Crash Bandicoot: N. Sane Trilogy

    Technology Gaming Crash Bandicoot: N. Sane Trilogy

    The dawn of the PlayStation in late 1994 ushered in the 32-bit era, when games started coming out on CDs and cartridges were on their way out. When it made its way to the rest of the world the following year, fans wanted to try and play all the titles on the latest console. As far as I can remember, it was the console I grew up with, and Crash Bandicoot was one of the biggest games to be ever released for the said console.

    Naughty Dog developed three Crash Bandicoot games from 1996 to 1999. These three games, Crash Bandicoot, Crash Bandicoot 2: Cortex Strikes Back, and Crash Bandicoot 3: Warped were the three games published by the company before they shifted their attention to the Jak and Daxter series as well as the Uncharted series that kept the development studio going into the new millennium. After the developers shelved the game, several other Crash Bandicoot games were made by various developers, such as The Wrath of Cortex in 2001, Twinsanity in 2004, Crash of the Titans in 2007, and Crash: Mind over Mutant in 2008. Various developers such as Traveller’s Tales and Radical Entertainment were responsible for these games, but Crash lost his iconic look, and the games were not as popular as the original trilogy. However, due to popular demand from fans and the wave of 90s nostalgia, Vicarious Visions took over to remaster the original trilogy. Initially, it was made for PlayStation 4 players in 2017, but expanded to the Xbox One, PC, and Nintendo Switch in June 2018.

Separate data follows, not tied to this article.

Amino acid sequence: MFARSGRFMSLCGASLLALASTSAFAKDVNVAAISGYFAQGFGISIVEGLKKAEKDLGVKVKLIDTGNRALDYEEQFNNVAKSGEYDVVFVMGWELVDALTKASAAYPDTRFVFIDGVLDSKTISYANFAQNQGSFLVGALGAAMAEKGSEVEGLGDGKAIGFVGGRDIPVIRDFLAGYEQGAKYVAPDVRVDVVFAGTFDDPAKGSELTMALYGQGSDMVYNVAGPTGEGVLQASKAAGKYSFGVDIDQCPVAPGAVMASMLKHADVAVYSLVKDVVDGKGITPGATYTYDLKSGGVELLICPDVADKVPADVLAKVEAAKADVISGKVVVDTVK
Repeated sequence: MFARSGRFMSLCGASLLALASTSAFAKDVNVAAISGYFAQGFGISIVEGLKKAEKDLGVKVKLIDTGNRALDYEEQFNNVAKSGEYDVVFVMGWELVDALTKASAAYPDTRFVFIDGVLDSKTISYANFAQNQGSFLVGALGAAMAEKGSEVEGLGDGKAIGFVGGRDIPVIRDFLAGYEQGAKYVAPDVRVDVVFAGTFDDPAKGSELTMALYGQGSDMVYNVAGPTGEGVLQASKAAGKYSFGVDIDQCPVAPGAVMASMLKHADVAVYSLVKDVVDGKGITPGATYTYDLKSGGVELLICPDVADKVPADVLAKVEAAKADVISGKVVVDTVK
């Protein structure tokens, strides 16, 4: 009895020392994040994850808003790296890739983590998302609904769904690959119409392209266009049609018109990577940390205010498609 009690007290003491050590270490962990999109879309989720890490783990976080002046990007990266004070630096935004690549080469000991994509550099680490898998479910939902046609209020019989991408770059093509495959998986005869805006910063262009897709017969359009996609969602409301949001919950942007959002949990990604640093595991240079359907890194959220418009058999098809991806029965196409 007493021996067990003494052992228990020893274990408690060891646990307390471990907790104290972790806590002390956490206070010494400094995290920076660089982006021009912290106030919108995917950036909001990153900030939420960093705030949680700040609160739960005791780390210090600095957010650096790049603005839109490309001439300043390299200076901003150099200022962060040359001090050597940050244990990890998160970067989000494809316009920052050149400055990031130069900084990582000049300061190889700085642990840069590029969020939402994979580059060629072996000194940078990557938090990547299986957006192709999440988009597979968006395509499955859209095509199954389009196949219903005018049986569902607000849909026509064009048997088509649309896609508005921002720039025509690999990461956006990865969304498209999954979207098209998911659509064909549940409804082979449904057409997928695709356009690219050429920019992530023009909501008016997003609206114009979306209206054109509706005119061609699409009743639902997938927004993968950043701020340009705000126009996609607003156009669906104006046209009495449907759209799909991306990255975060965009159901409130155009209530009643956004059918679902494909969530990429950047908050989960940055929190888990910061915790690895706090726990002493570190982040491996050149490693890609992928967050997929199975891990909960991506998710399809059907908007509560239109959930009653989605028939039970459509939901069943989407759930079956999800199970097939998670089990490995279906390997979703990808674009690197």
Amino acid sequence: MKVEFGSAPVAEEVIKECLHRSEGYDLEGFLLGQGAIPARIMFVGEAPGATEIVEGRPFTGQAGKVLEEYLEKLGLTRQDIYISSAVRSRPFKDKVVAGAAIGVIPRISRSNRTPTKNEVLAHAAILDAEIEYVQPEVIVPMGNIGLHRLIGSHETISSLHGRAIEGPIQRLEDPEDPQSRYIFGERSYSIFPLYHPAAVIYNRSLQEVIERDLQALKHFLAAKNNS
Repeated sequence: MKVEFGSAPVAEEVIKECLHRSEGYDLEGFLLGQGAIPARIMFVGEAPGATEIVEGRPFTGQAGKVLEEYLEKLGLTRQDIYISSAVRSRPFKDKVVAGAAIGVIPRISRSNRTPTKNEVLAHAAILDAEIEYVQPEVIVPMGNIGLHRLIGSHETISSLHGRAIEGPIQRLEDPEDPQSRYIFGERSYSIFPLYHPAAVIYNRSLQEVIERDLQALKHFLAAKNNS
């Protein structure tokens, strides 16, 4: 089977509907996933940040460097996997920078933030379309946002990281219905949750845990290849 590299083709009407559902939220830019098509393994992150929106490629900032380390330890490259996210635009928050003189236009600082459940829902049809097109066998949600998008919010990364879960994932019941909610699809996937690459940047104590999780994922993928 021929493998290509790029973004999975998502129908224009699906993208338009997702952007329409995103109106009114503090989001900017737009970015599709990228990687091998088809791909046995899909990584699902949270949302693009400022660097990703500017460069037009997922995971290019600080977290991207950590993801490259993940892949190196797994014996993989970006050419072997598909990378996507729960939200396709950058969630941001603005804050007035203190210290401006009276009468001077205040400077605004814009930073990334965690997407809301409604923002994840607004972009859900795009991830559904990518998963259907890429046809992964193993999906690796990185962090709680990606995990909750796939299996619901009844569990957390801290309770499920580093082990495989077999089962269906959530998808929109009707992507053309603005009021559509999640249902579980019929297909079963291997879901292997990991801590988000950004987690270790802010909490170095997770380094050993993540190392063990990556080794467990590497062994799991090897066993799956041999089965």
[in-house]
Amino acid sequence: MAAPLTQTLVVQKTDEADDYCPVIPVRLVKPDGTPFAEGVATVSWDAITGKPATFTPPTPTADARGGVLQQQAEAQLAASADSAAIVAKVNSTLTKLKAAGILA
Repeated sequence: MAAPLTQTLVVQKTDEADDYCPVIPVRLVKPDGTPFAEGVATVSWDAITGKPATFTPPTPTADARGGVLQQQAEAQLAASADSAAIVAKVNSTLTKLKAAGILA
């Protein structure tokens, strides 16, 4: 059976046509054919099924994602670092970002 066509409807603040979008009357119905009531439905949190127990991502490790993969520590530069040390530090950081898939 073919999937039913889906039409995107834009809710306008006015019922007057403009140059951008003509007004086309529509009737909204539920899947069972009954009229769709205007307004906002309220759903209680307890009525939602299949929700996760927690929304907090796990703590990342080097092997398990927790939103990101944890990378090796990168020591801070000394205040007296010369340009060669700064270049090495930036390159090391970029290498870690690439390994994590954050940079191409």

Just like in its earlier forms, the previous Crash Bandicoot games, it aims to thwart Dr. Neo Cortex’s intentions of world domination. As in the original games, the players collect Wumpa fruits (100 gives you an extra life), Aku Aku masks, which allow you to take a hit from an enemy without dying (gaining three temporary invincibility), and extra lives. However, in the latest version, they added additional modes such as unified checkpoints, pause menus, save systems, time trials across all levels of the trilogy, and the ability to play as Crash’s sister, Coco.

    While the graphics are much better than before, the gameplay is largely the same. Unfortunately, some of the original flaws remained in the remastered edition. It was plagued with a lack of depth perception to begin with. The distances between platforms were largely unclear and I ended up wasting a lot of lives from simply jumping to my death, something any veteran platform gamer would not be caught dead doing. The issue was fixed in the next two rounds, making them a lot easier than the original. In addition, there are two new levels in the remastered edition. Stormy Ascent was the downloadable content (DLC) for the first game, while the remastered version for other gaming consoles excluding the Playstation 4, received a new level called Future Tense, giving old-timers a new challenge.

    There are very few games that can withstand the test of time. Today’s gaming market is very volatile because of the unpredictable number of people patronizing these kind of games today, and the presence of online streaming can bring old titles back to life and boost the presence of new ones as well. With more than 20 years of the franchise in the industry, the Crash Bandicoot trilogy will always have a place in my heart. It’s one of the first 3D platform games on the PlayStation that everyone used to play as a child, giving a breath of nostalgia in an ever-changing game market.

    Words by Jose Alvarez

    Art by Jael Mendoza

    Developer: Vicarious Visions

    Publisher: Activision

    Platform: PlayStation 4, Nintendo Switch, Xbox One, and PC

    Also published in GADGETS MAGAZINE August 2018

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